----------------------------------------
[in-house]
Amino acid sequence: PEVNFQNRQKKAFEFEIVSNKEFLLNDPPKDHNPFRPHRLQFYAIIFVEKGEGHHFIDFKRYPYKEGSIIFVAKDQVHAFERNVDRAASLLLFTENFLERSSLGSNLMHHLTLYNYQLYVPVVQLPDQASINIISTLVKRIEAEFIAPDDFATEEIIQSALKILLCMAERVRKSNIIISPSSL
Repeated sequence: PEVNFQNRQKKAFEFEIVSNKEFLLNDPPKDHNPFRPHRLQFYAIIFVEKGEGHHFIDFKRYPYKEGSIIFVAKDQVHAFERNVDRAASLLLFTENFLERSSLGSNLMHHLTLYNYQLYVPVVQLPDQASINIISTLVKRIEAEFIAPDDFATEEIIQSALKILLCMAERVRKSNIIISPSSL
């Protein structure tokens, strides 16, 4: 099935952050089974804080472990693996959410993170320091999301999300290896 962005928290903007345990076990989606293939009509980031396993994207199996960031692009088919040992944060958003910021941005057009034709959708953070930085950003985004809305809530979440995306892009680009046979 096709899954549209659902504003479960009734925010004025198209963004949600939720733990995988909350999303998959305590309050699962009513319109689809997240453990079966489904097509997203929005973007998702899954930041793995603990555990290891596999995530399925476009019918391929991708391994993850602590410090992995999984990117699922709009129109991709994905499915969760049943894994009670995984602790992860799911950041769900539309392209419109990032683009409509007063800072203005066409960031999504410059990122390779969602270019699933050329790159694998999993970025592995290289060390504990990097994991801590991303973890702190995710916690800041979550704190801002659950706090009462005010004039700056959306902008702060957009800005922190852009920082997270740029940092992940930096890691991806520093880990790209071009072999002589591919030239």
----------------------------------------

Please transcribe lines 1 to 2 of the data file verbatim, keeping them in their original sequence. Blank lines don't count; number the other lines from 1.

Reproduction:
[in-house]
Amino acid sequence: PEVNFQNRQKKAFEFEIVSNKEFLLNDPPKDHNPFRPHRLQFYAIIFVEKGEGHHFIDFKRYPYKEGSIIFVAKDQVHAFERNVDRAASLLLFTENFLERSSLGSNLMHHLTLYNYQLYVPVVQLPDQASINIISTLVKRIEAEFIAPDDFATEEIIQSALKILLCMAERVRKSNIIISPSSL